Vance P. Truman, Attorney at Law
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Don't assume that you can keep your car post-bankruptcy

There are many positives associated with filing for Chapter 7 bankruptcy. One main benefit is that most debtors have an opportunity to keep most of their assets by filing for it. It's also a relatively quick process lasting only a matter of months. It's sadly not always possible to keep your vehicle during this process, though.

Provided that you pass the means test and are eligible to file for Chapter 7 bankruptcy, you'll be asked to fill out a document listing your debts, assets, exempt property and also your expenses. The trustee presiding over your case will ultimately use this information that you provide to decide what assets you can keep or have to liquidate.

Most state laws allow debtors to retain their necessities including tools of the trade, clothing, furniture and household appliances as well as a portion of the value of their car and home. These items are classified as exempt property. The trustee may order you to sell off your vehicle or house if either exceeds a certain market value.

It may be of some solace to you to know that if you're behind on making the mortgage or car payments, then you'll be able to stop creditors' foreclosure, repossession and other collection efforts simply by filing Chapter 7 bankruptcy. This may give you the necessary time that you need to find another place to reside or a car that you can acquire in case these are ultimately taken from you.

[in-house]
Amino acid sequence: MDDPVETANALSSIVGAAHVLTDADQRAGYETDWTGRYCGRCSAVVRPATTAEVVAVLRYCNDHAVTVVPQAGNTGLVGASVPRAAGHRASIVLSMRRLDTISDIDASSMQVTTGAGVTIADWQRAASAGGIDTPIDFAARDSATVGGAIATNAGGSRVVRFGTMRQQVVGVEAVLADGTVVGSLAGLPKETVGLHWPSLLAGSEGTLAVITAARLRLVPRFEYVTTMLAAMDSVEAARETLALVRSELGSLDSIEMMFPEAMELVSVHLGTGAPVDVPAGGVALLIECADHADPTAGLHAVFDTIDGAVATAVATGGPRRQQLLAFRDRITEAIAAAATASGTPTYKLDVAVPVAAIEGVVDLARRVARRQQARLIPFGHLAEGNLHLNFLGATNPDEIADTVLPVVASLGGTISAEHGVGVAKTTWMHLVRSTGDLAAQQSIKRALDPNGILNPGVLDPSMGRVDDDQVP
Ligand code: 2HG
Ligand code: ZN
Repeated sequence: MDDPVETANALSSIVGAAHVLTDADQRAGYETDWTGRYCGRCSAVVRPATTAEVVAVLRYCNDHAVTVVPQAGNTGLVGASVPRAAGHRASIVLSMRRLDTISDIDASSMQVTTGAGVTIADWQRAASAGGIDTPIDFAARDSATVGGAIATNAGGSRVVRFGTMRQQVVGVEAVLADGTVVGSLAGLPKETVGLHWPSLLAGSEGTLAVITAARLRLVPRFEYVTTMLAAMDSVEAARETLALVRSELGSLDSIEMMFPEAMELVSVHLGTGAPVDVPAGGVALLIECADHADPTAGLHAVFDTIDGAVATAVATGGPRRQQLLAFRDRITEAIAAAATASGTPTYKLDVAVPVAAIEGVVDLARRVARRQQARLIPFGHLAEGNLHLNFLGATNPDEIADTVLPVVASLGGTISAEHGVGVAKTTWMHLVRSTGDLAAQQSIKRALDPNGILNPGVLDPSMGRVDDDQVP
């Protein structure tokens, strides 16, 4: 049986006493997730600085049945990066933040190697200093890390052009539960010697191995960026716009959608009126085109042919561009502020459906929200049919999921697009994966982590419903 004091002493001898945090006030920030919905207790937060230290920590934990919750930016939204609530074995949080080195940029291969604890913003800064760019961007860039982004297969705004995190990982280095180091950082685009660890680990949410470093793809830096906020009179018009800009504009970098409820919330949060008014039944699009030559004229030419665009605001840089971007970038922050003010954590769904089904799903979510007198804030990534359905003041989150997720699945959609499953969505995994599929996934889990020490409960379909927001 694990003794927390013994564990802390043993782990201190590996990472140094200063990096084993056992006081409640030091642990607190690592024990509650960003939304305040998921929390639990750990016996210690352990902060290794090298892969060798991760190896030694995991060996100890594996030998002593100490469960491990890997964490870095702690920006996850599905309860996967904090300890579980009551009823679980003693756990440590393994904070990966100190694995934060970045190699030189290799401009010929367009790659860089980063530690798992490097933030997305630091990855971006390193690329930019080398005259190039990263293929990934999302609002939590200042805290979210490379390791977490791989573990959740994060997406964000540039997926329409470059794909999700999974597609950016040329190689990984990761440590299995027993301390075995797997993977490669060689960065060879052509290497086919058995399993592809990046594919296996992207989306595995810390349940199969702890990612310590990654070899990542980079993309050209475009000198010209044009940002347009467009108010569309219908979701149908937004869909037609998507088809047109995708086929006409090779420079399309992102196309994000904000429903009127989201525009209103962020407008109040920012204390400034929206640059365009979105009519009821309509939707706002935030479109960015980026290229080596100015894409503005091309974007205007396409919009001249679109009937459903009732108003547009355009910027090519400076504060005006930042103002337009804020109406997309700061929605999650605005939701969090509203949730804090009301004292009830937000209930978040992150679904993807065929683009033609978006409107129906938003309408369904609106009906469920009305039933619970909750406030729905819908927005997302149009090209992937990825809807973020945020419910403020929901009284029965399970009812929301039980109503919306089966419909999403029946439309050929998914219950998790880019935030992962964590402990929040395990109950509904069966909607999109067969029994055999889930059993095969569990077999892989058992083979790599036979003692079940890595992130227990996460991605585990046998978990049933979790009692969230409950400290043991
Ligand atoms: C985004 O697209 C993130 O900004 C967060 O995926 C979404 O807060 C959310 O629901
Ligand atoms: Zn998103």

There are two different approaches that you may ultimately decide to pursue if you want to keep your car. You may pay your lender a lump sum that covers the market value of the vehicle through a process called "redeeming". You may also decide to reaffirm your loan with your lender. You essentially reaffirm that you will start making consistent payments on your loan moving forward as part of this process.

You should know that not everyone qualifies to file for Chapter 7 bankruptcy. If you don't, then your trustee may convert your case to a Chapter 13 one instead.

A Chapter 7 attorney can review your financial situation and determine whether you may be allowed to file for this type of bankruptcy. If you can't, then your Medina lawyer can advise you of other ways that they've helped thousands of people get a fresh start elsewhere in Ohio that may also work for you.

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